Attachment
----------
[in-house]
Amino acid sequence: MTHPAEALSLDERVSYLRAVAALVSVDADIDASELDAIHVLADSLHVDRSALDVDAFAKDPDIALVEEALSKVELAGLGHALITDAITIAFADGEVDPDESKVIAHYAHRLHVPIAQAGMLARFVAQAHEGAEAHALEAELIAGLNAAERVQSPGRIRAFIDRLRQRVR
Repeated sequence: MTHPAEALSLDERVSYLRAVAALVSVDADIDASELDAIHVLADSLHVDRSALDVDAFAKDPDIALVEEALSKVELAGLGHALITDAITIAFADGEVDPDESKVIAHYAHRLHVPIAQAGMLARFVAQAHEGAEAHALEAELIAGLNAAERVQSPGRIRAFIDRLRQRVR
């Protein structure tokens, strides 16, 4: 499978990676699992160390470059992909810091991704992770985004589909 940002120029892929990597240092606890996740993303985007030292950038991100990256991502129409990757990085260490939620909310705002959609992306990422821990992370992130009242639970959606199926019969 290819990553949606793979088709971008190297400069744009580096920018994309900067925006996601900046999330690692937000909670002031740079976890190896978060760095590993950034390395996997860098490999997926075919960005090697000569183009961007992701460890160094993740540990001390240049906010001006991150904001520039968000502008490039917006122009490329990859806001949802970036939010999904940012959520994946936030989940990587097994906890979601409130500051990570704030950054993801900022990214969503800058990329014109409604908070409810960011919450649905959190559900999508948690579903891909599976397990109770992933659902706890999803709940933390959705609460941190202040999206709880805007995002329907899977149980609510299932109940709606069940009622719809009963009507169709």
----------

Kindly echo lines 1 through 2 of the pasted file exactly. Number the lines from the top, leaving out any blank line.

[in-house]
Amino acid sequence: MTHPAEALSLDERVSYLRAVAALVSVDADIDASELDAIHVLADSLHVDRSALDVDAFAKDPDIALVEEALSKVELAGLGHALITDAITIAFADGEVDPDESKVIAHYAHRLHVPIAQAGMLARFVAQAHEGAEAHALEAELIAGLNAAERVQSPGRIRAFIDRLRQRVR